The first fault here is the issue of causation vs correlation. The author cites Assortative Mating [which can basically be boiled down to individuals who are alike pairing up] as a reason why colleges have additional value for people who attend - they provide an environment of other smaht people as potential mates. The issue here is that college isn't the only environment where people pair up. The workplace, and any other place that creates a community is a place where people can meet others with similar interests, hobbies, political thought, education, and whatnot. Could we claim that people search for jobs in order to find mates? Some might, but I don't think this is generalizable.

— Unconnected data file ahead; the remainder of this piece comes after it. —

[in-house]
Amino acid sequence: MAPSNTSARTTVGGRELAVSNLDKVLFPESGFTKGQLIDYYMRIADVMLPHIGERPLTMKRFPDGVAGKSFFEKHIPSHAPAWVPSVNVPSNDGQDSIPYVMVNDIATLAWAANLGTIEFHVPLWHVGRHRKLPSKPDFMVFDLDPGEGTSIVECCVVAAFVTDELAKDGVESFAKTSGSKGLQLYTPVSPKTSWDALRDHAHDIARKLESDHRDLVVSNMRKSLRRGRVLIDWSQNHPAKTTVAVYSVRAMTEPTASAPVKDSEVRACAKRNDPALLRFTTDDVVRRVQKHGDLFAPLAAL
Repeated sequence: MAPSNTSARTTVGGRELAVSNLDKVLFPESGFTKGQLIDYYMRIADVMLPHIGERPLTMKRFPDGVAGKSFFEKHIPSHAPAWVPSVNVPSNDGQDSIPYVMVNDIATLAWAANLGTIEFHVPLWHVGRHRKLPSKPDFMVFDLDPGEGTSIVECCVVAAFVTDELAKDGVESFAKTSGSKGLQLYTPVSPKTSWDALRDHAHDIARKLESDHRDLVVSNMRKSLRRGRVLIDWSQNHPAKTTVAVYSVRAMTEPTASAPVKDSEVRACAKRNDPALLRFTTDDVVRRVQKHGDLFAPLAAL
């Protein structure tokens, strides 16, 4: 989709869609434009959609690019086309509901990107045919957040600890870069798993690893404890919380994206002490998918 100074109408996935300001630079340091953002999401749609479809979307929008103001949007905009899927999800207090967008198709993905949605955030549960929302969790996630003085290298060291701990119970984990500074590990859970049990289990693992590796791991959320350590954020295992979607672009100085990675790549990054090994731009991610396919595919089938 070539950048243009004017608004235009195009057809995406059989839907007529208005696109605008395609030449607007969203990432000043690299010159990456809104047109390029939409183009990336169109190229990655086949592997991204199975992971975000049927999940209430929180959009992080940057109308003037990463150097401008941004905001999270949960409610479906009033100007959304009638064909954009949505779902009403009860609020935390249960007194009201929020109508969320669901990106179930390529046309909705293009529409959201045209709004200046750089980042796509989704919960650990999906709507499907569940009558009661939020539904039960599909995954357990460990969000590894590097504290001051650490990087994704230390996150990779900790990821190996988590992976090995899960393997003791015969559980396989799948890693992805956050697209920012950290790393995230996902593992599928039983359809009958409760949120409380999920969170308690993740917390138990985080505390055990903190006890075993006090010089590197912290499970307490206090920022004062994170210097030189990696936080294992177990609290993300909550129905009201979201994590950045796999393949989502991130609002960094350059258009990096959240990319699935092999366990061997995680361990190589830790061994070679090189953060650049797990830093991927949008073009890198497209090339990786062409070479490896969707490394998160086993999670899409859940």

My own experience - college was that college was really a requirement. Forget K-12, K-16 seems to be the new expectation, and one that not everyone can afford! Someone made it a requirement, but also forgot to make it free. Making college a requirement for many jobs is, as I have said before, sloppy HRM.
So, I'll end this post with the same question I started - What is the point of higher education? Thoughts?